A favorite soup around here is butternut squash soup. While digging through my back issues of Cook’s Illustrated (Sept / Oct 2011), I came across one that had a recipe for it, so I just couldn’t resist giving it a try.
- 2.5 lbs Butternut Squash, peeled, seeded, and cut into 2″ chunks
- 2 Tbs Butter
- 1 Leek, white and light green parts only. Quartered lengthwise, sliced thin, and washed thoroughly
- Salt and Pepper
- 4 cups Veggie Broth
- 1-2 C Water
- 1 Tbs Thyme
- 1 Bay Leaf
- Pinch Cayenne Pepper
- Sour Cream
Place the squash in a bowl, cover, and microwave until a paring knife easily slides through, 14-18 minutes. Stir halfway through. Transfer the squash to a colander set in a bowl, drain for 5 minutes and reserve the liquid. Melt the butter in a large pot over medium-high heat. Add squash, leek, and 1 tsp salt, cook, stirring occasionally, until the squash starts to break down and brown fond forms in the bottom of the pot, about 10-13 minutes. Add 2 cups of broth and scrape the bottom of the pot to loosen and dissolve the fond. Add the 2 remaining cups of broth, the reserved squash liquid, 1 cup of water, thyme, bay leaf, and cayenne. Increase the heat to high and bring to a simmer. Reduce heat to medium and simmer until the leeks are tender, 6-7 minutes. Remove and discard bay leaf.
Using a stick blender puree the soup until smooth. Bring back to a simmer. Add water to create desired consistency. Season with salt and pepper to taste. Serve with a dollop of sour cream and fried leeks (see below).
- 1 leek, white and light green parts, halved lengthwise, sliced thin, and washed thoroughly
- 2 Tbs AP Flour
- Salt and Pepper
- 1/4 C Olive Oil
Toss leeks, flour, and a pinch each of salt and pepper in a bowl. Heat oil in a skillet until shimmering. Add half the leeks and fry stirring often until golden brown, about 6 minutes. Using a slotted spoon, transfer to a paper towel lined plate, sprinkle with salt and pepper to taste. Repeat with the other half of the leeks.
A week ago I was looking through the fridge seeing what needed to get used up. I had some butternut squash that I never got around to roasting. I then looked in Rice & Risotto: a collection of over 100 essential recipes and found one that called for squash. Sounded like a plan to me. (The copy that I have has a different cover, but the ISBN number is the same). I started with this cookbook because Lindsay has been requesting more rice and veggies in our meals. Guess not everyone prefers protein and starch heavy farm meals. *shrug*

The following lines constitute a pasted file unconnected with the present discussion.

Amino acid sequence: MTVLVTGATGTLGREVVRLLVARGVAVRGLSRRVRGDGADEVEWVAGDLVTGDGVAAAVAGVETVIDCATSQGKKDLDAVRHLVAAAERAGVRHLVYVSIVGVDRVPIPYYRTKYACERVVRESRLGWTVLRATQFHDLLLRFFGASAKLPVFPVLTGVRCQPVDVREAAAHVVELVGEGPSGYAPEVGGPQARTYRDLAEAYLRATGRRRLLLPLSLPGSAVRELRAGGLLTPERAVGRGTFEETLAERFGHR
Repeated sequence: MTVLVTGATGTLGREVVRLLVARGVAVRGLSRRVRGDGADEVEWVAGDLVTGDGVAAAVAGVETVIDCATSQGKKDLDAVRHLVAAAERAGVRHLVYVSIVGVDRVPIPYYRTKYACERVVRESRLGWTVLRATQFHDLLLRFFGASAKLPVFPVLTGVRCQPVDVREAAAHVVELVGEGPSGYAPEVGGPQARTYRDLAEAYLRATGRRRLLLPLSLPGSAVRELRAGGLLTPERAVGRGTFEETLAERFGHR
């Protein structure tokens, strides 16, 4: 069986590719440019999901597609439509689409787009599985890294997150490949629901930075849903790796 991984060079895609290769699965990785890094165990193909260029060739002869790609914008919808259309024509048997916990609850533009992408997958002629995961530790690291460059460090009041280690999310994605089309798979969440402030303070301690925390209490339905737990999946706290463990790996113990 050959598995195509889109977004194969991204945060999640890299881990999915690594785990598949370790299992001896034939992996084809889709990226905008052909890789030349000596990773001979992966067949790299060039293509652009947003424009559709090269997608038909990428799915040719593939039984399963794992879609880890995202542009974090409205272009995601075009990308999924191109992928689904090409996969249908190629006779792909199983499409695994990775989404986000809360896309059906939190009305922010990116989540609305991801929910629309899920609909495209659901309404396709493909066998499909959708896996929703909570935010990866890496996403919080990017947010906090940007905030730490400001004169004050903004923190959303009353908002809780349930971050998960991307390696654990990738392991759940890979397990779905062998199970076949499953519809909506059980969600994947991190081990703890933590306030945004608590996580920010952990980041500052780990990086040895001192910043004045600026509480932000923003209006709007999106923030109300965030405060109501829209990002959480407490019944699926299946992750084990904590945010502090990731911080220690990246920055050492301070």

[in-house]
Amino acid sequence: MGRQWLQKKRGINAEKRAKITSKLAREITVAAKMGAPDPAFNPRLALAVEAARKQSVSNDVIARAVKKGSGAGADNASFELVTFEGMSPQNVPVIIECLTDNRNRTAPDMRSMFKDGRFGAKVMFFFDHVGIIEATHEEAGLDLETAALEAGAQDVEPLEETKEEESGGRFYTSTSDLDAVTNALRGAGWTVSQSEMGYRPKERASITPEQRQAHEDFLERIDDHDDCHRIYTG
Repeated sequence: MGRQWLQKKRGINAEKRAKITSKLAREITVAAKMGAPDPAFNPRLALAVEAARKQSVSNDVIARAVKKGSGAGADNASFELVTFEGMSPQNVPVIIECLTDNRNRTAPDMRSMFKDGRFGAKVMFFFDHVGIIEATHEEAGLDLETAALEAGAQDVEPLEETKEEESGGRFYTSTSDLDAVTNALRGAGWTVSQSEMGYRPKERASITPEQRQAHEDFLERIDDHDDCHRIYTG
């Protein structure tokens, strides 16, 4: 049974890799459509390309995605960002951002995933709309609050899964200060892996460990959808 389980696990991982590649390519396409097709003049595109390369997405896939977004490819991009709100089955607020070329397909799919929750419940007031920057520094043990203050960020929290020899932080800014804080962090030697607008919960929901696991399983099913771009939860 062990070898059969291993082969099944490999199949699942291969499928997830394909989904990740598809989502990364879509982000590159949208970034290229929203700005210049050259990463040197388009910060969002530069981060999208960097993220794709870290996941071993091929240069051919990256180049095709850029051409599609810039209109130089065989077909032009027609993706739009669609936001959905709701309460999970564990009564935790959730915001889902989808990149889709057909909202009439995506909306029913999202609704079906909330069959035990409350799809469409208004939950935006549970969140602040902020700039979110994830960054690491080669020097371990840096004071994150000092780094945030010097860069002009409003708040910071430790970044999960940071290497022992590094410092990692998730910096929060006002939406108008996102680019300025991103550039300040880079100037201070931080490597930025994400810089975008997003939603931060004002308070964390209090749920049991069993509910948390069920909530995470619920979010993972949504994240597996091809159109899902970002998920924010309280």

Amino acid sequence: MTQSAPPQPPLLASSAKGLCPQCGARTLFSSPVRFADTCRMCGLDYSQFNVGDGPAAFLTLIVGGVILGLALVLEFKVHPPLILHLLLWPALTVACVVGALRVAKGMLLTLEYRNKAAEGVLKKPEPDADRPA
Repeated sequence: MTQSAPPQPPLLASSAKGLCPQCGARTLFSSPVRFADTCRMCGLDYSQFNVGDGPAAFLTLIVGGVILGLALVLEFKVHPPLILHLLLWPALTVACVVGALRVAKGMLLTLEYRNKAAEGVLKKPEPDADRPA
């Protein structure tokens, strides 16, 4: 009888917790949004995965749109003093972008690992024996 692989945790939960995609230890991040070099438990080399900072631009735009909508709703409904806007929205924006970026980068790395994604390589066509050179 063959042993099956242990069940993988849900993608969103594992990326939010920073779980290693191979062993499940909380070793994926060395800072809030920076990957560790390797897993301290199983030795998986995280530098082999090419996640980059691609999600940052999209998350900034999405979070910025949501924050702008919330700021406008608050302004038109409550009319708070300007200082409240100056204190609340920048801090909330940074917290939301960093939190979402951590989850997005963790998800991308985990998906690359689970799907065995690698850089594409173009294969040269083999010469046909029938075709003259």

- 1.5 lbs Butternut Squash, peeled and cut into bite-size pieces
- 4 Tbs Olive Oil
- 1 tsp Honey
- 1 Tbs dried Basil
- 1 Tbs dried Oregano
- 1 Tbs Butter
- 1/2 cup finely chopped Onions
- 2 cups Arborio Rice
- 3/4 C dry White Wine
- 5 C Veggie stock
- Salt and Pepper to taste
Preheat the oven to 400 degrees F. Put the squash into a roasting pan. Mix 1 Tbs of oil and the honey together and pour over the squash. Mix until everything is coated. Put the squash into the oven for 30-35 minutes or until tender.
Heat the veggie stock in a pot until simmering. In a small bowl, mix the basil, oregano, and 2 Tbs of oil together and set aside. Heat the butter and remaining oil in a large pot over medium heat. When the butter is melted, add the onions and cook for 8 minutes, or until soft and golden. Stirring occasionally. Add the rice and cook for 2 minutes, stirring to coat the rice in the oil mixture. Pour in the wine and bring to a boil, then reduce the heat slightly. Once the wine is mostly absorbed, add enough stock to cover the rice and cook over medium-low heat. Here the recipe calls for stirring constantly, but I find that everything comes out just fine if you thoroughly stir it a couple of times a minutes. Again add enough stock to cover the rice when the first batch is almost completely absorbed. Repeat until you have used up the stock. About 20 minutes. After you have added all of the stock and the risotto is still a little bit soupy, add the herb oil and squash. Gently, but thoroughly mix everything together. Cook for about 5 minutes or until the rice is creamy and cooked, but still retaining a little bite in the center. Season with salt and pepper to taste and serve.
The reason you want to heat the veggie stock up is so when you add it to the cooking risotto, you don’t dramatically drop the temperature and cause the cooking time to skyrocket.